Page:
Lady Wilhelmina Bascombe


Good day. I am Lady Wilhelmina Bascombe, Viscountess Bascombe although, if one wishes to be fussy about it, I suppose I am the dowager Viscountess Bascombe. However, as my dearly departed George had no heirs, I suppose dowager is unnecessary. Pity really, I had expected there would be children at some point. But George is gone and with him that possibility. Which is not to say I would not like to have children someday just as I would like to have another husband as I quite enjoyed marriage. And really, who wouldn’t have fun married to George?

George and I were married for ten years, years filled with adventures and amusement. While our primary residence was the country house that was part of George’s inheritance—the bulk of his inheritance as I recently discovered—we were rarely there. We had a number of like-minded friends and much of the year was spent either flitting from house party to house party—from summer sojourns on Lake Windermere to autumn hunts in Yorkshire—or residing in London in the modest house my grandmother left me in a neighborhood more respectable than fashionable. Whenever I mentioned that perhaps we should purchase a larger residence so that we could better entertain, George would dismiss the idea for one reason or another. Fool that I was, I accepted his reasoning without question but then I accepted a great deal about life with George.

It has only been since his death that I have at last realized, or perhaps acknowledged, that the life we shared was somewhat irresponsible and completely frivolous. But did I mention that it was fun? It was a great deal of fun and I do rather miss it. Although I suppose knowing what I do now—even if George was alive—I could hardly return to a life of little more than fun and folic. It appears losing my husband has forced me to become a practical, sensible adult. Not my first choice but there you have it.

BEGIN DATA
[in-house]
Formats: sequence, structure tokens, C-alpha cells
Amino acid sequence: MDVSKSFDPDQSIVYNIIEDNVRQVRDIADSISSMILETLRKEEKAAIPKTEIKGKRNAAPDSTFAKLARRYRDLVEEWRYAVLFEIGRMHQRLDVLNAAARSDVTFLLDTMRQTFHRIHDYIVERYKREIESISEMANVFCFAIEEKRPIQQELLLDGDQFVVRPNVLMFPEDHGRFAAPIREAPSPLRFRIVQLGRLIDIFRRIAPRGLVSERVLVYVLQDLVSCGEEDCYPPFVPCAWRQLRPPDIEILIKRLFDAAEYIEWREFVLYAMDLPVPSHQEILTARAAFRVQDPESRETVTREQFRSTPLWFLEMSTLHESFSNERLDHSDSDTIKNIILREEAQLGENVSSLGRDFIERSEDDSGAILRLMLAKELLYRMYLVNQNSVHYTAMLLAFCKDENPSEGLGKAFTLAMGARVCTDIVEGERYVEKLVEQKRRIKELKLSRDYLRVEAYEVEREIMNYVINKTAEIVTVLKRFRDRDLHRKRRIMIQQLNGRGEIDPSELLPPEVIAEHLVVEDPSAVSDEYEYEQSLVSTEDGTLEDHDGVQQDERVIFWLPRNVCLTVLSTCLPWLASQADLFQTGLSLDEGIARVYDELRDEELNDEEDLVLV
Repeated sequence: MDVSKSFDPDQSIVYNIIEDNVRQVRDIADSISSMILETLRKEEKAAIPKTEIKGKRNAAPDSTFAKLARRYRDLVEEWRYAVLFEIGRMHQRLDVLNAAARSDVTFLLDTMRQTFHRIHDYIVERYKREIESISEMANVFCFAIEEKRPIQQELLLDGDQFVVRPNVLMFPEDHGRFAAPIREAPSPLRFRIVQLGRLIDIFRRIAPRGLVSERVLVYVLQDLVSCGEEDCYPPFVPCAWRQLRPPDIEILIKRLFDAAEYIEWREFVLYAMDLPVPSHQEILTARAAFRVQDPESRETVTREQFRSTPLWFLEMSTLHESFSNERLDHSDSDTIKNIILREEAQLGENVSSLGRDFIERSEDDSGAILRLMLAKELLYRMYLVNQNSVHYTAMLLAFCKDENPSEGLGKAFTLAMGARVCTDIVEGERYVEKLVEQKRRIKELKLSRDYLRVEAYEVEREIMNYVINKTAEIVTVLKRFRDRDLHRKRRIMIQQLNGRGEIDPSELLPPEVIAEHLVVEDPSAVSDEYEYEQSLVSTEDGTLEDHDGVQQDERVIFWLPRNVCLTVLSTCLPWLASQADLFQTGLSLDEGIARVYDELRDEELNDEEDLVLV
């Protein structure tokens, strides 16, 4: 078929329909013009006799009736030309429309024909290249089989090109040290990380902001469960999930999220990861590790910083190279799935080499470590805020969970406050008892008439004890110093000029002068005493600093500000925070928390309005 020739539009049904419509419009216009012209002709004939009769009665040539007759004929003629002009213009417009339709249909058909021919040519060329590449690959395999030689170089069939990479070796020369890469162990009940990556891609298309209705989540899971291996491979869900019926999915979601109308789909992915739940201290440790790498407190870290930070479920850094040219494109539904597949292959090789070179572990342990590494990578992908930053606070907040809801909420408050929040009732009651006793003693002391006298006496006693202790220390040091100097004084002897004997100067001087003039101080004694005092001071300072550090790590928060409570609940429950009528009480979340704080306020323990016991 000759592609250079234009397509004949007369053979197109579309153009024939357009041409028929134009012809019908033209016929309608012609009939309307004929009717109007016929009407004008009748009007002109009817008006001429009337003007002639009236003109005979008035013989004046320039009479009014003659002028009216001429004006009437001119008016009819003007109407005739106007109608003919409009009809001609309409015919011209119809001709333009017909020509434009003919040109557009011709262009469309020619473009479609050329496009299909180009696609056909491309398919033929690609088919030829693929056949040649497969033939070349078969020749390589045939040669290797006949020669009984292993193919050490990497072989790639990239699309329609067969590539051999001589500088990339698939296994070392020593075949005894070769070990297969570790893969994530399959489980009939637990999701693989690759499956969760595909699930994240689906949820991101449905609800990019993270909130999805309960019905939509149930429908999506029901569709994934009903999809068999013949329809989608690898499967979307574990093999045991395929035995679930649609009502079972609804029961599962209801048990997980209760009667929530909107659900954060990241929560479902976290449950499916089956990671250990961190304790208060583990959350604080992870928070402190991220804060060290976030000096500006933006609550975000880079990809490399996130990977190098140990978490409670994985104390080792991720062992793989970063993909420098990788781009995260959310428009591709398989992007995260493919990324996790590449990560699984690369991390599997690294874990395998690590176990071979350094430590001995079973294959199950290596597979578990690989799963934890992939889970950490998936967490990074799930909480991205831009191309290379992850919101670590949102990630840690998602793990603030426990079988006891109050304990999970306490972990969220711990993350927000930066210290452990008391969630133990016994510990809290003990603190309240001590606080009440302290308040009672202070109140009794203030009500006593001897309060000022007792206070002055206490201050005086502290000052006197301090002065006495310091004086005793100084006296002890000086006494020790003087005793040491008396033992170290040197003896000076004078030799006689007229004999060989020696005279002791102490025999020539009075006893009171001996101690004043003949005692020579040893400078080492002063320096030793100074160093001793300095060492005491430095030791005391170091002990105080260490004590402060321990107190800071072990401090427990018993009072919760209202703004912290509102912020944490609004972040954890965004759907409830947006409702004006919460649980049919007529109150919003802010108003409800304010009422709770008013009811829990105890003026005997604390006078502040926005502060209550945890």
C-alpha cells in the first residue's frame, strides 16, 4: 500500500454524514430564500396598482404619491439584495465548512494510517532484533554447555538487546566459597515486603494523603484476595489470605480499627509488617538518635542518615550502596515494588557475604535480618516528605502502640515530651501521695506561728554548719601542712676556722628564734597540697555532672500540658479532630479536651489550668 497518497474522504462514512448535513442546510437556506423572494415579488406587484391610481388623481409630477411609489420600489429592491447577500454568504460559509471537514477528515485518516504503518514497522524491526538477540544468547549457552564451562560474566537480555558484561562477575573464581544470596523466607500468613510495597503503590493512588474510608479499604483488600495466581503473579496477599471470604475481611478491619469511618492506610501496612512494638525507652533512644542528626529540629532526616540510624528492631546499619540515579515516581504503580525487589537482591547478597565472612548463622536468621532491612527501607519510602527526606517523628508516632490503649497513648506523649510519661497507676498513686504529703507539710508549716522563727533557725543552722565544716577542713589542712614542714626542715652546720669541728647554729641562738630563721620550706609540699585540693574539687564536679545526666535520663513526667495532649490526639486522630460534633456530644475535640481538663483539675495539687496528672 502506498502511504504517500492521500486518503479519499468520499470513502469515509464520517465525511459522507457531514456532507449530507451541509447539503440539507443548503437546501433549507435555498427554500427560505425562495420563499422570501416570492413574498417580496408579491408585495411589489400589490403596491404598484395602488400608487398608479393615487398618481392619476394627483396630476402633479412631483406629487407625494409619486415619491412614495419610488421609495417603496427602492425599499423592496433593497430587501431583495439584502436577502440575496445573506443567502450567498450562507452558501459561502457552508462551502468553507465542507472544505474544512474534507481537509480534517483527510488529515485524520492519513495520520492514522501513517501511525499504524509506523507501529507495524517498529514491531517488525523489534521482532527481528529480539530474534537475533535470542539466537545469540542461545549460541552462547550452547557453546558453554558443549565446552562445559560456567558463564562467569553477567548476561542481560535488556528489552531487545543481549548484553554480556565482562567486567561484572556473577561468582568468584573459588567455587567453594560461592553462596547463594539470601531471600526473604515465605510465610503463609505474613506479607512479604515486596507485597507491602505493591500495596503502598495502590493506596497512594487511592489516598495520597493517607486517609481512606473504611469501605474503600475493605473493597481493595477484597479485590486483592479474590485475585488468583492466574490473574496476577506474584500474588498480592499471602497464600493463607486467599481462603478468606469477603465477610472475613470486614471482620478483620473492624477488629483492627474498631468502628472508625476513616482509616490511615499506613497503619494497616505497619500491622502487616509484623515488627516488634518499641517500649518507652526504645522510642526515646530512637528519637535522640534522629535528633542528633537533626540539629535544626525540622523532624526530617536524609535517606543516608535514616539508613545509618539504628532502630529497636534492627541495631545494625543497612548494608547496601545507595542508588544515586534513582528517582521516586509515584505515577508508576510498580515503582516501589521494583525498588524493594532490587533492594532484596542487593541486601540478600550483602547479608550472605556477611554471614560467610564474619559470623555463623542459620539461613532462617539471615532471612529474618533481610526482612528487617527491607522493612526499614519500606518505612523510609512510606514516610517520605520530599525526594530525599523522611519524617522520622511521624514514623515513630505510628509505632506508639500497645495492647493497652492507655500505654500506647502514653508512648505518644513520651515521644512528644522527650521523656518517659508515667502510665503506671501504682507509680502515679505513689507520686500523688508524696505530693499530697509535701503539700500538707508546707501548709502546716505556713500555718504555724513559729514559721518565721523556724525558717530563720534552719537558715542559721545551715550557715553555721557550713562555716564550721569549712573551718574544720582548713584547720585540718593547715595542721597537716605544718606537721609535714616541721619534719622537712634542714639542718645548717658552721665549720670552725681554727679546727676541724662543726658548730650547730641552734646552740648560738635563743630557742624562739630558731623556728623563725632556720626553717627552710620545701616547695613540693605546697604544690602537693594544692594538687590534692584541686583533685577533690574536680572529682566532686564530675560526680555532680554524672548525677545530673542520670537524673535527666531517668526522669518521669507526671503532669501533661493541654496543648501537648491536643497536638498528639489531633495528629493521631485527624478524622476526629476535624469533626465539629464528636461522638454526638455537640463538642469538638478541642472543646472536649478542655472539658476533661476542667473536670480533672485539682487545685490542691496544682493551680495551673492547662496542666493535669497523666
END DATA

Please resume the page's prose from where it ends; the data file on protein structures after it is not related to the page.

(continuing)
Life continues and so shall I. I have mourned George for nearly two years now which, in some respects, is more than he deserved, and might have continued to mourn had it not been for the realities of my new life. Although quite honestly I have always considered the rules for mourning—length one should withdraw from society, how long to wear complete black or partial black and all the other myriad and sundry directives—to be ridiculous. Mourning should come from one’s heart and not be a requirement of proper behavior. Admittedly, with my fair hair and even features, I look absurdly good in black but I would much prefer to choose black rather than have black thrust upon me.

I do realize that at this point you may well be thinking that I have digressed from the matter at hand which is my introduction. To that I say au contraire. Who I am simply cannot be separated from my experiences. Why, I could tell you that I am of average height with hair more blonde than red—something of a golden color I have been told—nicely vivid blue eyes—gentlemen have called them enchanting—and a fine figure well suited to current fashions. I would say most consider me quite lovely.